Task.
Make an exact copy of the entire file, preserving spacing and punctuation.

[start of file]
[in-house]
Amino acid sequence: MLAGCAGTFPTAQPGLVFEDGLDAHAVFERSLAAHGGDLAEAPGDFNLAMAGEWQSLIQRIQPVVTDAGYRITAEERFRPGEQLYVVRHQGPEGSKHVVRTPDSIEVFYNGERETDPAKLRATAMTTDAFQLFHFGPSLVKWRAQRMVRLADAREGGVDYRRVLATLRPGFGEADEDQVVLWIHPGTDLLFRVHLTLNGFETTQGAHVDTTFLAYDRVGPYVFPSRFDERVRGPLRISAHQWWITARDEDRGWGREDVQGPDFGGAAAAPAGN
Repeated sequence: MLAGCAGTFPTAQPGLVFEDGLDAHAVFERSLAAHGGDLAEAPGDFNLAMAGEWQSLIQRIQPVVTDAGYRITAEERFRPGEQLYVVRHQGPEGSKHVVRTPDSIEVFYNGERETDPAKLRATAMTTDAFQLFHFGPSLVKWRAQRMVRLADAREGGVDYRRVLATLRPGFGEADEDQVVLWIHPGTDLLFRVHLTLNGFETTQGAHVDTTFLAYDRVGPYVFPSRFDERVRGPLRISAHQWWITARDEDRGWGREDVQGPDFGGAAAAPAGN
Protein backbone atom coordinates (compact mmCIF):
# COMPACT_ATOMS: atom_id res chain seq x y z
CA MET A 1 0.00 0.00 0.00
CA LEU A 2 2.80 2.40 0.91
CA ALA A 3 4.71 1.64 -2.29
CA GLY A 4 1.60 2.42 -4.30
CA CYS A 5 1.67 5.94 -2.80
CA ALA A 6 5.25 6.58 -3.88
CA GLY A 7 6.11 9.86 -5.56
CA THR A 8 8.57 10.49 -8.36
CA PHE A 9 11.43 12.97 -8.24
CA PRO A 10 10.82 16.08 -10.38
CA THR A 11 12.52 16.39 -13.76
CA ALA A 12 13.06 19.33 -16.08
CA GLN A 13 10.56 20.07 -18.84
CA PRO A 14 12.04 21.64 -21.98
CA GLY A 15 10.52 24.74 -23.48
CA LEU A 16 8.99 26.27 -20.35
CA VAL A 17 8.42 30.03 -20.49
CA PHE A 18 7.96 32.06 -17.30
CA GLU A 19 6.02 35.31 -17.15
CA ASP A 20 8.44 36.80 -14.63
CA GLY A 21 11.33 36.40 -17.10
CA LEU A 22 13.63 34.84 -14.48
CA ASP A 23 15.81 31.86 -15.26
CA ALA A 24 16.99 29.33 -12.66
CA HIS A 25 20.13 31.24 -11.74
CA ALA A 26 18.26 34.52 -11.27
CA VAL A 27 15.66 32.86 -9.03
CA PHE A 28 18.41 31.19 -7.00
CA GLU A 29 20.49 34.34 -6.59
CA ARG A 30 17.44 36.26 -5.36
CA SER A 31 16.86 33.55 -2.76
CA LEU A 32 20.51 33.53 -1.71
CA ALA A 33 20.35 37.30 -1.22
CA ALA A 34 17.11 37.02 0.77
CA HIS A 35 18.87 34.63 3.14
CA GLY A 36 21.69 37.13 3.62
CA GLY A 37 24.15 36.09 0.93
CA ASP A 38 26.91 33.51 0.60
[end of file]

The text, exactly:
[in-house]
Amino acid sequence: MLAGCAGTFPTAQPGLVFEDGLDAHAVFERSLAAHGGDLAEAPGDFNLAMAGEWQSLIQRIQPVVTDAGYRITAEERFRPGEQLYVVRHQGPEGSKHVVRTPDSIEVFYNGERETDPAKLRATAMTTDAFQLFHFGPSLVKWRAQRMVRLADAREGGVDYRRVLATLRPGFGEADEDQVVLWIHPGTDLLFRVHLTLNGFETTQGAHVDTTFLAYDRVGPYVFPSRFDERVRGPLRISAHQWWITARDEDRGWGREDVQGPDFGGAAAAPAGN
Repeated sequence: MLAGCAGTFPTAQPGLVFEDGLDAHAVFERSLAAHGGDLAEAPGDFNLAMAGEWQSLIQRIQPVVTDAGYRITAEERFRPGEQLYVVRHQGPEGSKHVVRTPDSIEVFYNGERETDPAKLRATAMTTDAFQLFHFGPSLVKWRAQRMVRLADAREGGVDYRRVLATLRPGFGEADEDQVVLWIHPGTDLLFRVHLTLNGFETTQGAHVDTTFLAYDRVGPYVFPSRFDERVRGPLRISAHQWWITARDEDRGWGREDVQGPDFGGAAAAPAGN
Protein backbone atom coordinates (compact mmCIF):
# COMPACT_ATOMS: atom_id res chain seq x y z
CA MET A 1 0.00 0.00 0.00
CA LEU A 2 2.80 2.40 0.91
CA ALA A 3 4.71 1.64 -2.29
CA GLY A 4 1.60 2.42 -4.30
CA CYS A 5 1.67 5.94 -2.80
CA ALA A 6 5.25 6.58 -3.88
CA GLY A 7 6.11 9.86 -5.56
CA THR A 8 8.57 10.49 -8.36
CA PHE A 9 11.43 12.97 -8.24
CA PRO A 10 10.82 16.08 -10.38
CA THR A 11 12.52 16.39 -13.76
CA ALA A 12 13.06 19.33 -16.08
CA GLN A 13 10.56 20.07 -18.84
CA PRO A 14 12.04 21.64 -21.98
CA GLY A 15 10.52 24.74 -23.48
CA LEU A 16 8.99 26.27 -20.35
CA VAL A 17 8.42 30.03 -20.49
CA PHE A 18 7.96 32.06 -17.30
CA GLU A 19 6.02 35.31 -17.15
CA ASP A 20 8.44 36.80 -14.63
CA GLY A 21 11.33 36.40 -17.10
CA LEU A 22 13.63 34.84 -14.48
CA ASP A 23 15.81 31.86 -15.26
CA ALA A 24 16.99 29.33 -12.66
CA HIS A 25 20.13 31.24 -11.74
CA ALA A 26 18.26 34.52 -11.27
CA VAL A 27 15.66 32.86 -9.03
CA PHE A 28 18.41 31.19 -7.00
CA GLU A 29 20.49 34.34 -6.59
CA ARG A 30 17.44 36.26 -5.36
CA SER A 31 16.86 33.55 -2.76
CA LEU A 32 20.51 33.53 -1.71
CA ALA A 33 20.35 37.30 -1.22
CA ALA A 34 17.11 37.02 0.77
CA HIS A 35 18.87 34.63 3.14
CA GLY A 36 21.69 37.13 3.62
CA GLY A 37 24.15 36.09 0.93
CA ASP A 38 26.91 33.51 0.60